The following is taken from a recent tutorial from Bob himself...verbatim!
Some follow up on the wound cleaning.
To get to the wound, to keep a sulcata from pulling it legs in tight we have to stick a block of wood or pvc fitting between the legs. The force of the front legs closing up on a hand or finger will cause some damage to the caregiver.
We had to use a sterilized screwdriver to spread the wound to flush out maggots and to get betadine solution inside the wound
We packed the wound with silver sulfadiazine paste and with sterile gauze. This has to be done daily and monitored. Flushing the wound and keeping it clean is most important followed by monitoring for maggots.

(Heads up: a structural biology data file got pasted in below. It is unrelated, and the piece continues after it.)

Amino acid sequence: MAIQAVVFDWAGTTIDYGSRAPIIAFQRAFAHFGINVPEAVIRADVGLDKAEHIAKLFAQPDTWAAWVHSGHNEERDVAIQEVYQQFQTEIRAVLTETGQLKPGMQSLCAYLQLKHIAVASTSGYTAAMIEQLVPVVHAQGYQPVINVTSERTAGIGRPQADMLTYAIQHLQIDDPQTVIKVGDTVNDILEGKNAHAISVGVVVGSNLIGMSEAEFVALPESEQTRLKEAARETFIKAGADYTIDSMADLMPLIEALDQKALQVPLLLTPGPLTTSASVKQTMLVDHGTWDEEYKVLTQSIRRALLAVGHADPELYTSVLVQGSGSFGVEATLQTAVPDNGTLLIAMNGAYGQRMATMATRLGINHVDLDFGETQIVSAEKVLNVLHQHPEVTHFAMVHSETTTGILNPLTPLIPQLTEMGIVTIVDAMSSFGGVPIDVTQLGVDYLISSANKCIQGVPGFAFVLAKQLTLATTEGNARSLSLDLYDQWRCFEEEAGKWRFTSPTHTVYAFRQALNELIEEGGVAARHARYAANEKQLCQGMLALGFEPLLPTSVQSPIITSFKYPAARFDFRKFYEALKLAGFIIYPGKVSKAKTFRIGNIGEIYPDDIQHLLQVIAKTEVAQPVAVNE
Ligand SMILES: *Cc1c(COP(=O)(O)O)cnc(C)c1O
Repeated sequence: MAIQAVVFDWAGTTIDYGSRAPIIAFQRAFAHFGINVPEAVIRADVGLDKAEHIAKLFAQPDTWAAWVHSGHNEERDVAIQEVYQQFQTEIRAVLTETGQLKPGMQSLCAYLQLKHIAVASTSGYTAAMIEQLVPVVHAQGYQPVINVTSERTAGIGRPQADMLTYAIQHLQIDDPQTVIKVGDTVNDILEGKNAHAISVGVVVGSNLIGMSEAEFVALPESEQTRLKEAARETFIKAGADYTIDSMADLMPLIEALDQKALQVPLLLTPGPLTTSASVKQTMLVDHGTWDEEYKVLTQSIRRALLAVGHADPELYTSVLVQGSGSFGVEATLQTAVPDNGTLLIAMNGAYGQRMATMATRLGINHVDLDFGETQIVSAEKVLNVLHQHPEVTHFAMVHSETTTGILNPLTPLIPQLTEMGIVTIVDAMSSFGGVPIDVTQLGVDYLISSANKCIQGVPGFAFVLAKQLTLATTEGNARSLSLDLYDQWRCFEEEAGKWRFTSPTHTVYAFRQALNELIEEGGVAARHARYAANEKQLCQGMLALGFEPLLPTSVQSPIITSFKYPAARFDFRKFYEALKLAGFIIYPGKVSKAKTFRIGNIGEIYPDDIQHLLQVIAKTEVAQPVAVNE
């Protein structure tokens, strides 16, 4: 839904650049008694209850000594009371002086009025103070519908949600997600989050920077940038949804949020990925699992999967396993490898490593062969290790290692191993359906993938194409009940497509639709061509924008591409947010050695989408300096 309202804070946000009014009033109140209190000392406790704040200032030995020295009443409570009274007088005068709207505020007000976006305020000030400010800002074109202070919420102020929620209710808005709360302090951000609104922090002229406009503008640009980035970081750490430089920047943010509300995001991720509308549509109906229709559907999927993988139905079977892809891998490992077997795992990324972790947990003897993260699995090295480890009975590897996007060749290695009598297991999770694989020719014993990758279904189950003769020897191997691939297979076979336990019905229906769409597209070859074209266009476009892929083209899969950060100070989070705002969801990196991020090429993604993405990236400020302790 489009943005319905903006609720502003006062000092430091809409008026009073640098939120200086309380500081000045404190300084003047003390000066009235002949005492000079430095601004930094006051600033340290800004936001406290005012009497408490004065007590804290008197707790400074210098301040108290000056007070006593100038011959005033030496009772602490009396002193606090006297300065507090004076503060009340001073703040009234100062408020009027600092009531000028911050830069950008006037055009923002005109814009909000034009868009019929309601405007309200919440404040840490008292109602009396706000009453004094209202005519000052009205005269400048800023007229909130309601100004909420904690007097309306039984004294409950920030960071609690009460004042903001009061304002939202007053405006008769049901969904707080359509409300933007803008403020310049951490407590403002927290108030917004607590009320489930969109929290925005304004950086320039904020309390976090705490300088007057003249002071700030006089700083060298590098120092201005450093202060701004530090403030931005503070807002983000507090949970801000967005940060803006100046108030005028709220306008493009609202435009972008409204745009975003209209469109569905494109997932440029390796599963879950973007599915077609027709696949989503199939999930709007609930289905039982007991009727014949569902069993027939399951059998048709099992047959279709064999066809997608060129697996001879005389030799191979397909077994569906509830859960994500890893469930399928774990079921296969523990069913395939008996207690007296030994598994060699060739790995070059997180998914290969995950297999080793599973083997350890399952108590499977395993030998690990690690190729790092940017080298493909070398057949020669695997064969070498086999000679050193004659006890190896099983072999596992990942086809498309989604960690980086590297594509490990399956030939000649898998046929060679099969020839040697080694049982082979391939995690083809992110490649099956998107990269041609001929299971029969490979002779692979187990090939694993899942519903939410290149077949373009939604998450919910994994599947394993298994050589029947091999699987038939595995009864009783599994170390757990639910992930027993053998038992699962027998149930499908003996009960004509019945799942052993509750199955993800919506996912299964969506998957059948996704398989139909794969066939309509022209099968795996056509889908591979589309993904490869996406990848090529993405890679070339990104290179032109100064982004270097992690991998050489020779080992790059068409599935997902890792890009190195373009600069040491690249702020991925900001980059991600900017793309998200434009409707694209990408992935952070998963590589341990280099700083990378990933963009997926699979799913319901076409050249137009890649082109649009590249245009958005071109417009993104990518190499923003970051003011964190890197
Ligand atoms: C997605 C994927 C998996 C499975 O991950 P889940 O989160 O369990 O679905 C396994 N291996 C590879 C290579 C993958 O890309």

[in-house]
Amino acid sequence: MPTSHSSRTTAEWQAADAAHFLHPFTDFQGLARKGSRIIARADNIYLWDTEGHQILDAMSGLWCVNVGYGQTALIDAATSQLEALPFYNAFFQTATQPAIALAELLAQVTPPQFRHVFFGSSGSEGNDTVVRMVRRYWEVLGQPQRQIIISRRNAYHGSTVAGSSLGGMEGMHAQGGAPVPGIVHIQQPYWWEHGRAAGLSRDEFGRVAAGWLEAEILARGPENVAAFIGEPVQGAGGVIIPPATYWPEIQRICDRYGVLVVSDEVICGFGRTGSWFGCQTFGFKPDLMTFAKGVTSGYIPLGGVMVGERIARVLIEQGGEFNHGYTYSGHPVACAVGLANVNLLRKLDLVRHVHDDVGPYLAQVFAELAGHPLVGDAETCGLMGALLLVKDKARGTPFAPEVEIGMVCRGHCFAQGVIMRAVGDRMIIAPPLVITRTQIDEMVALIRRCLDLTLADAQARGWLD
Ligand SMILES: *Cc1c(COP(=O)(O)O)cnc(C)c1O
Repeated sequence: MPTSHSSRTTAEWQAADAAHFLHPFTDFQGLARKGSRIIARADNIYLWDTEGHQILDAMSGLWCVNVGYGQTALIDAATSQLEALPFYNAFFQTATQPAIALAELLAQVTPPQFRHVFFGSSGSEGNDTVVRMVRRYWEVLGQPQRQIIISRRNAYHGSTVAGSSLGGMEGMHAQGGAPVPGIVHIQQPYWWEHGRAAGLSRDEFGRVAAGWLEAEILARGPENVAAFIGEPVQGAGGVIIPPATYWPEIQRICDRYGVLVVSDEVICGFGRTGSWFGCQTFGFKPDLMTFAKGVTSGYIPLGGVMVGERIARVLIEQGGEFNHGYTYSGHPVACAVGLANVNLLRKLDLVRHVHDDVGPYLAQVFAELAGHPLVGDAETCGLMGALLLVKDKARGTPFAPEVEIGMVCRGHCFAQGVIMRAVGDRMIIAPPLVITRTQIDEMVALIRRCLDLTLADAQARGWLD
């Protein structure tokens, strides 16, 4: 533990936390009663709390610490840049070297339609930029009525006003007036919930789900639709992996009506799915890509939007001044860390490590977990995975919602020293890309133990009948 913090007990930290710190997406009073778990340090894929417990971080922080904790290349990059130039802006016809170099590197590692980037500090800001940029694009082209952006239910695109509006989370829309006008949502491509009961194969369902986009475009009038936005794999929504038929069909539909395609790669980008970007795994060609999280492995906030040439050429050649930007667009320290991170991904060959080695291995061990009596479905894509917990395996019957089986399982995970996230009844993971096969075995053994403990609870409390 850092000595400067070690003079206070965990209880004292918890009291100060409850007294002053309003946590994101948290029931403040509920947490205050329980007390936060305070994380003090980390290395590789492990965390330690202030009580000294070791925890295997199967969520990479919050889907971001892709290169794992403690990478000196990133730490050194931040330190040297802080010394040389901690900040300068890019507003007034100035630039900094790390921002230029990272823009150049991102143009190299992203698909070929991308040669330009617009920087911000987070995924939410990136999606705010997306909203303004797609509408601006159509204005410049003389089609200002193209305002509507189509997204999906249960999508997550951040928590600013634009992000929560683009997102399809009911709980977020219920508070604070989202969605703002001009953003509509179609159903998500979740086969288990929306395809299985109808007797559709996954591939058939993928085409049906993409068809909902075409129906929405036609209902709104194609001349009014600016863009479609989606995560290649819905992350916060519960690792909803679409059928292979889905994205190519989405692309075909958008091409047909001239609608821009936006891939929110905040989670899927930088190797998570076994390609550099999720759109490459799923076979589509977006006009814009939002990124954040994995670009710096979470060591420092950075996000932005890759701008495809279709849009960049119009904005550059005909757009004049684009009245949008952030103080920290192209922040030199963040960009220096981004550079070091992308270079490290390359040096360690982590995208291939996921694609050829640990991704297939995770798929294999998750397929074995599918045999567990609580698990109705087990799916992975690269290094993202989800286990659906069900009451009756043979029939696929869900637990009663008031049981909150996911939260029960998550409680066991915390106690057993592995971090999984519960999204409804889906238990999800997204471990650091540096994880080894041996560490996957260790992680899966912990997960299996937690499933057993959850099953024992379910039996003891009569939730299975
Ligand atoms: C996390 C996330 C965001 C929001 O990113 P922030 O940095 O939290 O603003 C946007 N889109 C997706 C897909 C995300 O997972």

You wouldn't see many of those in the Sudan either! Remember, we're talking about a region that can spend most of...if not all...the year in total drought! Also...nobody with these big guys can keep any vegetation intact,,,but they do go through bales of hay everyday...just as good!I was a bit dismayed at the overall lack of grass/vegetation in that large pen. I realize it's Arizona, but given that sully's like to free range on grass and scrub areas... Not much there for them to naturally graze. Entire area looks awfully desert like, i didnt see any watering holes, mud bsths....etc.
Yep...understood. That's in Sudan, or Mali...or other natural areas where the torts have free range to go where they please. Just saying for Sulcatas being raised in the US as breeders, i was surprized at the very limited food or water in that large enclosure. Anyone see water?